“Our Capitol is one of four skyscraper state capitols, and it’s been listed by a group of architects as one of the architectural wonders of the world,” said Derek Feyerherm, director of sales at the Lincoln Convention and Visitors Bureau. “It’s a 400-foot tower from top to bottom, approximately 14 stories tall. At the top, you can see Lincoln from all four directions.”

During a tour, groups learn about the state’s unconventional unicameral legislative system and see the chamber where lawmakers meet. The tour also highlights mosaics that depict the history of the state and outdoor sculptures showing the evolution of government over time.

After seeing the Capitol, groups can go across the street to tour the governor’s mansion, which was constructed in the 1950s and recently restored.

“It’s an extraordinary mansion to visit,” Feyerherm said. “It has a doll collection from every Nebraska first lady. There’s a doll depicting each first lady in her inaugural gown.”

Other nearby Lincoln attractions include a Depression-era sunken garden and a rose garden, where 1,300 varieties of roses are cultivated annually.

Topeka, Kan.
It took 37 years to complete construction on the Kansas state Capitol in Topeka, which was built between 1866 and 1903. But the work was worth the wait, as the building today is a masterpiece in beauty and detail.

Courtesy Topeka CVB

“They were more worried about the craftsmanship than the time element,” said Andrea Burton, who runs the tour desk at the Capitol. “We had Italian craftsmen over for the marble work and Egyptian plaster workers over for the plaster work. There is a lot of hand-hammered bronze, copper and brass, and all of the wainscoting on the walls is marble.”

When visitors tour the Capitol, their favorite parts are usually the House and Senate chambers, each of which was recently restored to preserve their originally beauty and craftsmanship. The House chamber features ceiling murals from 1882 and 1883 that depict law, justice and the birth of liberty. In the Senate chamber, nearly every inch of the walls is covered with marble or decorative plasterwork, and 22 copper columns that once served to cool the room are now a historical decorative touch.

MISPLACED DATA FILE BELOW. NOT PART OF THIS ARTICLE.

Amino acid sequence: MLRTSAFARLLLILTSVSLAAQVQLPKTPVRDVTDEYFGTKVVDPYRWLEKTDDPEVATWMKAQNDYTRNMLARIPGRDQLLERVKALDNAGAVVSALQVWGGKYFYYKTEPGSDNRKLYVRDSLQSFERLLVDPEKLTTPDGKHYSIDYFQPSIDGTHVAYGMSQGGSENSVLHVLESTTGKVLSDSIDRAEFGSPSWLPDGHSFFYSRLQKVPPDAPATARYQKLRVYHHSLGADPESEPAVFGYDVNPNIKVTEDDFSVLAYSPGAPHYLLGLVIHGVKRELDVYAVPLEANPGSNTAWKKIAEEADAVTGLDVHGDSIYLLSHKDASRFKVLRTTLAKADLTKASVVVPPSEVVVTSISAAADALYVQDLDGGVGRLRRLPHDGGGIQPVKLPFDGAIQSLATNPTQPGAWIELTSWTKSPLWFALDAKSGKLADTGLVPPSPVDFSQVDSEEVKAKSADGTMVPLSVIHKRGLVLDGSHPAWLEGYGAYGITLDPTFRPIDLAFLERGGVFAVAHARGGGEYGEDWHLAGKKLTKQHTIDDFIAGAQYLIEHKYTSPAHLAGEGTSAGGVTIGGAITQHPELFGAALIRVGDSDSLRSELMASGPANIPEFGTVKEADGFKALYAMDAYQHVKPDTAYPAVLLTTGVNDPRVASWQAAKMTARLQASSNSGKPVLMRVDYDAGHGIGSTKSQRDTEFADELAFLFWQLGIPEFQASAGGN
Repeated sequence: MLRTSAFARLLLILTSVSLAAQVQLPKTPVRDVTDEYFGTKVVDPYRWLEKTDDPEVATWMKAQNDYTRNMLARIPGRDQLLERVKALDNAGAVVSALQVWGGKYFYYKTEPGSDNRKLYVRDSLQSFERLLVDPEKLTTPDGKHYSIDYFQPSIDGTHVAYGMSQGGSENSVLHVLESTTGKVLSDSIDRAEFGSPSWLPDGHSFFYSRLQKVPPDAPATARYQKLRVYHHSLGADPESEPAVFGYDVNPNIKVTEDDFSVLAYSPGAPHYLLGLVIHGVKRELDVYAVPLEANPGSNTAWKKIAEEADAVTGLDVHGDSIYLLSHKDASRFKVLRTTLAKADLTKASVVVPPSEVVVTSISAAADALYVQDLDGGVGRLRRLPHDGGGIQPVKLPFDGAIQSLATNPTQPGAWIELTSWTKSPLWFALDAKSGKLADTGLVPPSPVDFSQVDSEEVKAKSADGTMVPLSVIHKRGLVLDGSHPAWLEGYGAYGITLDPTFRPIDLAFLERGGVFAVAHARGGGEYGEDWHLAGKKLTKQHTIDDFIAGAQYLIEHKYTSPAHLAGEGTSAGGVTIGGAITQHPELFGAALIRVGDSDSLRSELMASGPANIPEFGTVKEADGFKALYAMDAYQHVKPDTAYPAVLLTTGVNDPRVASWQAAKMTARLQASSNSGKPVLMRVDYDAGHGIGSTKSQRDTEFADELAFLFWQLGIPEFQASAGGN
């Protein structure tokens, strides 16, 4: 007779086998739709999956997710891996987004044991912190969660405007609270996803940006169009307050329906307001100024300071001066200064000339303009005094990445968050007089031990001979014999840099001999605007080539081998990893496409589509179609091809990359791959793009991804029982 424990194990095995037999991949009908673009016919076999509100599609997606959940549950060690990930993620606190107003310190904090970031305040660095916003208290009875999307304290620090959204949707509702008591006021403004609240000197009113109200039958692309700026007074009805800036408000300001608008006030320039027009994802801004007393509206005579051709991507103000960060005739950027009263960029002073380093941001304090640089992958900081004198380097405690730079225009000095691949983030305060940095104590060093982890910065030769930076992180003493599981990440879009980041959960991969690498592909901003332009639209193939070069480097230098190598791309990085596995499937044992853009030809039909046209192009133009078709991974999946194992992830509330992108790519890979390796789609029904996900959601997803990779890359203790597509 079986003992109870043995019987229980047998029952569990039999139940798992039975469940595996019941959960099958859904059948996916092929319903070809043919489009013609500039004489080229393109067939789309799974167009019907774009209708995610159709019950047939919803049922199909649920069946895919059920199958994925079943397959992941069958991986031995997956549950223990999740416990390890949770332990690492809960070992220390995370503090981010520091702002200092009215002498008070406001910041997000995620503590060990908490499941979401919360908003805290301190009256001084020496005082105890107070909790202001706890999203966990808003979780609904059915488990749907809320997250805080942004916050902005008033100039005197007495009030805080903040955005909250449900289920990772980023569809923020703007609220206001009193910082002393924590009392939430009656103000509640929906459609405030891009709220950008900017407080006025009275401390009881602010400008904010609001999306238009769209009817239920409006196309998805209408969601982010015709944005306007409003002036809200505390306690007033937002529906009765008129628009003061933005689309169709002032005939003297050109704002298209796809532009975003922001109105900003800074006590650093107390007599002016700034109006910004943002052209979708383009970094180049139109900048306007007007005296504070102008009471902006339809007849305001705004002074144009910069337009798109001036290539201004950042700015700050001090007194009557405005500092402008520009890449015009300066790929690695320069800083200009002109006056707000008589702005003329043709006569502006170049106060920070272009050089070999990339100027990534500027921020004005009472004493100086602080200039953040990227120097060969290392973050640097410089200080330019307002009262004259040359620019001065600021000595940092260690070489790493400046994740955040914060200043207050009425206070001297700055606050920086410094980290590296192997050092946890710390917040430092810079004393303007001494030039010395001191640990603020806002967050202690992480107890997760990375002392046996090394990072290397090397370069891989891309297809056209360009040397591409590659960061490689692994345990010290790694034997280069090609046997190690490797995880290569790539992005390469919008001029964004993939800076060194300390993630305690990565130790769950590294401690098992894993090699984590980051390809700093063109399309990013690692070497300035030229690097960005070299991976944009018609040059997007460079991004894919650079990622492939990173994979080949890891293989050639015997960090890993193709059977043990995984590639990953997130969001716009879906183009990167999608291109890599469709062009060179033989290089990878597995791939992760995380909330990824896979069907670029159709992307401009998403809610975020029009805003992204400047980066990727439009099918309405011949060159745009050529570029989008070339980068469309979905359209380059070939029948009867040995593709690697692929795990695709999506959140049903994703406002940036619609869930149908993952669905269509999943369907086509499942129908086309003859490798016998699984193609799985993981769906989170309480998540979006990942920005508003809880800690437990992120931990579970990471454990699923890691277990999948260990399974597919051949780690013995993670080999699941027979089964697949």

Many tour groups that visit the Capitol also go across the street to First Presbyterian Church, a historic church with a collection of original Tiffany stained-glass windows. Also nearby is the Brown v. Board of Education National Historic Site, which tells the story of desegregation in America’s public schools.

St. Paul, Minn.
Minnesota’s third and current state Capitol was designed by Cass Gilbert, an influential architect who was only 35 years old at the time, and constructed in 1905. Since then, a number of symbolic artistic touches have been added, including the Progress of State statue.

Courtesy Visit St. Paul

“It’s a gold-leafed copper and steel statue, placed on top of the Capitol in 1906,” said Adam Johnson, marketing projects director at the St. Paul Convention and Visitors Association. “It’s a mix of animals, women and men. The four horses represent earth, wind, fire and water. The women represent civilization, and the men represent prosperity.”

The statue is visible from the steps of the Capitol, and on days with good weather, tour guides can take groups up to the balcony that surrounds the statue for an up-close look. The tour also includes visits to the legislative chambers, where guests might see lawmakers at work, as well as the Capitol’s marble rotunda.

A number of nearby attractions also appeal to groups, including the restaurants on Grand Avenue, the Victorian homes on Summit Avenue and one of the city’s most notable churches.

“From the steps of the Capitol, you have a beautiful view of the St. Paul Cathedral,” Johnson said. “There’s a little marker on one of the pews from 1960, when JFK visited the cathedral and sat there. They welcome over 200,000 guests each year.”

More Midwest Travel Guide:

Midwest Capitols: The art of government
Midwest Water: A shore thing
Midwest Presidents: Hail to the chief
WEB EXCLUSIVE! Listing of Midwest Presidential Attractions

Brian Jewell

Brian Jewell is the executive editor of The Group Travel Leader. In more than a decade of travel journalism he has visited 48 states and 25 foreign countries.